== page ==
Navaratri, the festival of the Divine Mother
Navaratri, along with Mahashivaratri, is one of the leading Hindu festivals, celebrated with great fervour throughout India. In Sanskrit, Nava means ‘nine’ and ratri means ‘nights’; the Navaratri festival lasts for nine nights and ten days. Its purpose is to celebrate the Universal Mother, or Shakti: the primordial and creative force.
According to Hindu calendar, Navaratri is celebrated four times a year:
- Magh Navratri (January – February),
- Vasant Navaratri, also known as Spring Navaratri (March – April),
- Ashad Navratri (June -July),
- and Shardiya Navratri, also known as ‘Maha Navaratri’, the big Navaratri, (September – October).
Out of these four Navratris, Shardiya Navratri in Autumn, is especially considered important and auspicious by devotees.
Navaratri in South India
In some parts of India like Tamil Nadu, the ‘Shakti’ is personified by three different goddesses during Navaratri:
- The first three nights of Navaratri are dedicated to Durga, the warrior goddess, whose mount is a lion or tiger. She symbolises the forces of destruction and the impurities of the mind.
- On the next three nights, Lakshmi is worshipped. Seated or standing on a lotus, gold coins pouring from her right hand, she symbolises spiritual prosperity and plenty.
- The last three nights are dedicated to Saraswati, who holds a veena (a stringed instrument) and symbolises art and wisdom.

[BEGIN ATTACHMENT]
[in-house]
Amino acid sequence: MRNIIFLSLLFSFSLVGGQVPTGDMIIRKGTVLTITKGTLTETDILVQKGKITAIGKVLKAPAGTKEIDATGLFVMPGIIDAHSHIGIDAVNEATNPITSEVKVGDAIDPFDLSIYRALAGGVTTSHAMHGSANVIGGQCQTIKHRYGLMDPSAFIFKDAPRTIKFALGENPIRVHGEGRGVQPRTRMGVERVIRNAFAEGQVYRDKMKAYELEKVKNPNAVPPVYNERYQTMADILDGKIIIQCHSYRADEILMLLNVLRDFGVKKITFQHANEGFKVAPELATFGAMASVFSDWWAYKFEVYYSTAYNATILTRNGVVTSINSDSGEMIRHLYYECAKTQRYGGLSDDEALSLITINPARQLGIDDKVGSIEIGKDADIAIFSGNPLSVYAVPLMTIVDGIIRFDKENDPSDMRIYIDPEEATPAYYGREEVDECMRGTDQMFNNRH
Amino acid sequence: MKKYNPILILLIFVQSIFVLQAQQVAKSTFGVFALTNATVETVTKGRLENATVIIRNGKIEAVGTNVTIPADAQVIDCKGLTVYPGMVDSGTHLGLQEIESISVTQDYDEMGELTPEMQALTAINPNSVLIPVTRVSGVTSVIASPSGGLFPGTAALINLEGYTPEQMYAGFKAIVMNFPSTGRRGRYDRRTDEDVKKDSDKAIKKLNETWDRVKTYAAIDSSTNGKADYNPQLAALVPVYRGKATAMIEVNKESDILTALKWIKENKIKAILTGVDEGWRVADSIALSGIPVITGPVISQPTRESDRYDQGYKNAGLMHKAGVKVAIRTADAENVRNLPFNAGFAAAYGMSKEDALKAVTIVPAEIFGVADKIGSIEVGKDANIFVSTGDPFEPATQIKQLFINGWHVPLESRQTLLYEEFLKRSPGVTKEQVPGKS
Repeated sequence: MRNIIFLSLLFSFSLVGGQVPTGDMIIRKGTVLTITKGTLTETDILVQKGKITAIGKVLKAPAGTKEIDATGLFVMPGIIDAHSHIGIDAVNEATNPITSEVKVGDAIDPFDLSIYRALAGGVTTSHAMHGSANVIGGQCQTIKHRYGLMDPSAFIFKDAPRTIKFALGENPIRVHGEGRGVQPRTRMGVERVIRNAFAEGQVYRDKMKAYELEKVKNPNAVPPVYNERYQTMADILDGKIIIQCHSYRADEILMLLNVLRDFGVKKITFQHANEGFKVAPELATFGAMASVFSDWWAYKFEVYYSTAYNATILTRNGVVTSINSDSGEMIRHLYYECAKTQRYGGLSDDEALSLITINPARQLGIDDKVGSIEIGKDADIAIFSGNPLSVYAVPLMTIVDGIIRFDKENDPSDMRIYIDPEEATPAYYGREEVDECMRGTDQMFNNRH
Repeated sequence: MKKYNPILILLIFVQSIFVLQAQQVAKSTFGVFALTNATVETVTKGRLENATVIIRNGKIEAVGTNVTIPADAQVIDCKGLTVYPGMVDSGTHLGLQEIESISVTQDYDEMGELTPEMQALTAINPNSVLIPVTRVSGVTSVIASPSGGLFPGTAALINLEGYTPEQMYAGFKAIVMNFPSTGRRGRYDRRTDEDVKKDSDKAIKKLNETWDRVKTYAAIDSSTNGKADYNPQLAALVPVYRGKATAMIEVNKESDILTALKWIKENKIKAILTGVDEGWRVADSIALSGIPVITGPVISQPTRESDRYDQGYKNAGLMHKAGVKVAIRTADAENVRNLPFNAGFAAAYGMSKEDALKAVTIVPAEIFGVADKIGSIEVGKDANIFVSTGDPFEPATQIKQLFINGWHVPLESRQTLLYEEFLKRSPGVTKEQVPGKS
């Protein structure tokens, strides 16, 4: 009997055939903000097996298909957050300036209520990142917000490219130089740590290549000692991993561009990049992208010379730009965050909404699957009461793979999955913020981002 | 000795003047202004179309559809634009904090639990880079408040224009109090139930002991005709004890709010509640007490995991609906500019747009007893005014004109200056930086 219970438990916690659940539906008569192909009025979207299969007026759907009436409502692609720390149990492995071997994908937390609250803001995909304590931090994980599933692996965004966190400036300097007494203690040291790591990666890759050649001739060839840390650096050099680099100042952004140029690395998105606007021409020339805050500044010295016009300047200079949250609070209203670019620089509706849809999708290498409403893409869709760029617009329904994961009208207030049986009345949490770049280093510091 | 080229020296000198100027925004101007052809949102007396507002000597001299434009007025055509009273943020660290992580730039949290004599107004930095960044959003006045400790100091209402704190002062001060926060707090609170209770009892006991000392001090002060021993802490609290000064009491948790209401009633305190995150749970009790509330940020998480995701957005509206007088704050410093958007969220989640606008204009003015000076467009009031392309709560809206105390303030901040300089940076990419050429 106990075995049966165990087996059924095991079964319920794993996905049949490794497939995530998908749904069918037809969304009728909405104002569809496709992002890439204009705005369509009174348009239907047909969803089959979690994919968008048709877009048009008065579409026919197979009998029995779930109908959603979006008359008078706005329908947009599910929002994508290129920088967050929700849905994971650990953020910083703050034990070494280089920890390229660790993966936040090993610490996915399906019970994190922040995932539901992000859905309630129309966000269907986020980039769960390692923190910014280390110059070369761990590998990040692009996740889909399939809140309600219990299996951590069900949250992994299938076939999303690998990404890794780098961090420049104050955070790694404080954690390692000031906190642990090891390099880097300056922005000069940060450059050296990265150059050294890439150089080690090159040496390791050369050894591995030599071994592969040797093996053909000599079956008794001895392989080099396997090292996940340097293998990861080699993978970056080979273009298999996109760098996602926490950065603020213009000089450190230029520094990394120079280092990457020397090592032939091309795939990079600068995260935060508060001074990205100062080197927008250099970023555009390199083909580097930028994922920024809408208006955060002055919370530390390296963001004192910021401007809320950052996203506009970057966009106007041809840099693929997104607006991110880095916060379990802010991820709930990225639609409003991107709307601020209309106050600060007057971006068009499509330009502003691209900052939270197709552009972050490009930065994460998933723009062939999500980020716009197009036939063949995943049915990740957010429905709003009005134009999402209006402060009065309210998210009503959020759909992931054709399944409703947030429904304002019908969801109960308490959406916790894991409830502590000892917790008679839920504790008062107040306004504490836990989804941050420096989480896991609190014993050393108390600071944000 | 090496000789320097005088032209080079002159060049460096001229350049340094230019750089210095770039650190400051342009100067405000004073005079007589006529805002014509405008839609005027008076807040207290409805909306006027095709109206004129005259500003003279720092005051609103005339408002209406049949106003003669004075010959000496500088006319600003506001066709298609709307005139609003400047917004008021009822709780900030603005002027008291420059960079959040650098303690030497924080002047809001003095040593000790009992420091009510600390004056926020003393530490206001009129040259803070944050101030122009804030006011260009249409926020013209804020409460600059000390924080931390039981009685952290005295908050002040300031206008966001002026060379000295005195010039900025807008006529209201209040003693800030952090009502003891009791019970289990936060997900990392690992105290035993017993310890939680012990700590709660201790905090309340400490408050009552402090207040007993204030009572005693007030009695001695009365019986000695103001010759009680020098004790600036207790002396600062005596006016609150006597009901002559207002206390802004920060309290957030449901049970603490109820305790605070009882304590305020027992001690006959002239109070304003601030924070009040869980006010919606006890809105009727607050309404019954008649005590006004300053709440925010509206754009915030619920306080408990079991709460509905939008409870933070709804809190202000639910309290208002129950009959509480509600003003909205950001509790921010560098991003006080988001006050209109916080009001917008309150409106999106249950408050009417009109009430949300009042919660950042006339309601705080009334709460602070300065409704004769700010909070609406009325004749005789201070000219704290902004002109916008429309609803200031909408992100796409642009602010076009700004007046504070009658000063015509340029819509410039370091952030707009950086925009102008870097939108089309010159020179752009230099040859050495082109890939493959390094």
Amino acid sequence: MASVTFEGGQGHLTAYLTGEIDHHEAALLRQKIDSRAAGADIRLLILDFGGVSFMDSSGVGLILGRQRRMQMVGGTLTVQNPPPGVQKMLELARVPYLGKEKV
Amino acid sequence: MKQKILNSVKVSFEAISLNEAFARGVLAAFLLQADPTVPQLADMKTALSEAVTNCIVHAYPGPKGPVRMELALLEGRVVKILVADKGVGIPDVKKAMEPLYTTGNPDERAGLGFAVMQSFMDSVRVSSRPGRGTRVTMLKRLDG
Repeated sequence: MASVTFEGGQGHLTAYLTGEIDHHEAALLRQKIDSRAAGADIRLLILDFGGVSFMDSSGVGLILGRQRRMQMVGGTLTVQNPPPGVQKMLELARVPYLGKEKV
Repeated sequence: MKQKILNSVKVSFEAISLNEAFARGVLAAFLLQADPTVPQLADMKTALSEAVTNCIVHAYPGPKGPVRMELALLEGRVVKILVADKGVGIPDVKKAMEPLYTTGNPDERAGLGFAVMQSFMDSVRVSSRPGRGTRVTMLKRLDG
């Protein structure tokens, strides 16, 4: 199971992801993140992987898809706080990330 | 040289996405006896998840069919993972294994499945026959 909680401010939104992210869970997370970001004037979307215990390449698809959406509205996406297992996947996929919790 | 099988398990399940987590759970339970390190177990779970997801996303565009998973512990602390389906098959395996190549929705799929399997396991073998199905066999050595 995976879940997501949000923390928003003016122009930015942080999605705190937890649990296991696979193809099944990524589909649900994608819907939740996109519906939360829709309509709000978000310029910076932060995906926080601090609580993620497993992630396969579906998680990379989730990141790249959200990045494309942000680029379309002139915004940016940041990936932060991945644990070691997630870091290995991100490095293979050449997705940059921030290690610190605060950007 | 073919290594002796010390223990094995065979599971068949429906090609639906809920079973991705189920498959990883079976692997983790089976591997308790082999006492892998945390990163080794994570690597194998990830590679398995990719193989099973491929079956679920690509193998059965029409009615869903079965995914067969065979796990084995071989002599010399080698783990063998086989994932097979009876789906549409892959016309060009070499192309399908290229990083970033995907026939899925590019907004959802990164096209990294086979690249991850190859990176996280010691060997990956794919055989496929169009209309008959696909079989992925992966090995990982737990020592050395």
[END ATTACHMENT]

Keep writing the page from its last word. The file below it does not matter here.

Symbolically, Durga symbolizes the transformation of the universe and everything in it, Lakshmi represents preservation and Saraswati embodies creation.
“Durga brings out the concealed negativity and Kali destroys this negativity; Durga reveals the hidden garbage and Kali completes the inner cleansing. After three days of removing the ‘weeds’ from the field in this way, the moment comes to plant the seeds. These next three days are Lakshmi’s time to act, purifying our intentions and hearts. After ploughing for three days, it’s time to harvest what you have sown. During the last three days Saraswati manifests herself, bringing wisdom, creativity and clarity of speech.” (source: pathheart)
The tenth day is commonly called Vijayadashami, the day of victory of light over darkness.
Symbolically, it means you have conquered all the qualities of the previous 9 days. It is a day of good omen for starting a new job or a new business.
[ Navaratri procession in Udaipur ]
“Durga Puja” Festival
Durga Puja marks the victory of the goddess Durga over the buffalo-demon Mahishasura and so symbolises the triumph of good over evil.
During the months leading up to Durga Puja, clay idols of Durga are made and temporary temples called pandal are built to house them.
The whole process of making the sculptures, from digging the clay to decorating the figures, is a sacred process governed by ritual. The idols are worshipped for five days before being carried in magnificent procession to a local river where they are immersed.
[ Durga statues workshop ]
Vijayadashami, the tenth day of Navaratri is called Dusserha or Dasara in some parts of India, where it associated with Rama.
When the demon king Ravana captured Sita, wife of the god Rama, and carried her off to his kingdom in Sri Lanka, a fierce battle ensued. But despite all his efforts Rama could not defeat Ravana.
To vanquish the demon, Rama decided to perform a puja (ritual) to invoke Shakti (the goddess Durga).
He needed 108 blue lotus flowers for the ceremony but could only find 107. As the puja could not be performed without the exact number of flowers, he decided to lay one of his blue eyes instead at Durga’s feet. Satisfied by this mark of devotion, the goddess granted him blessings and he was able to defeat the ten-headed Ravana and rescued Sita.
Ever since, the victory of good over evil has been celebrated on Dussehra.
[ Dusserha à Kota, Rajasthan ]
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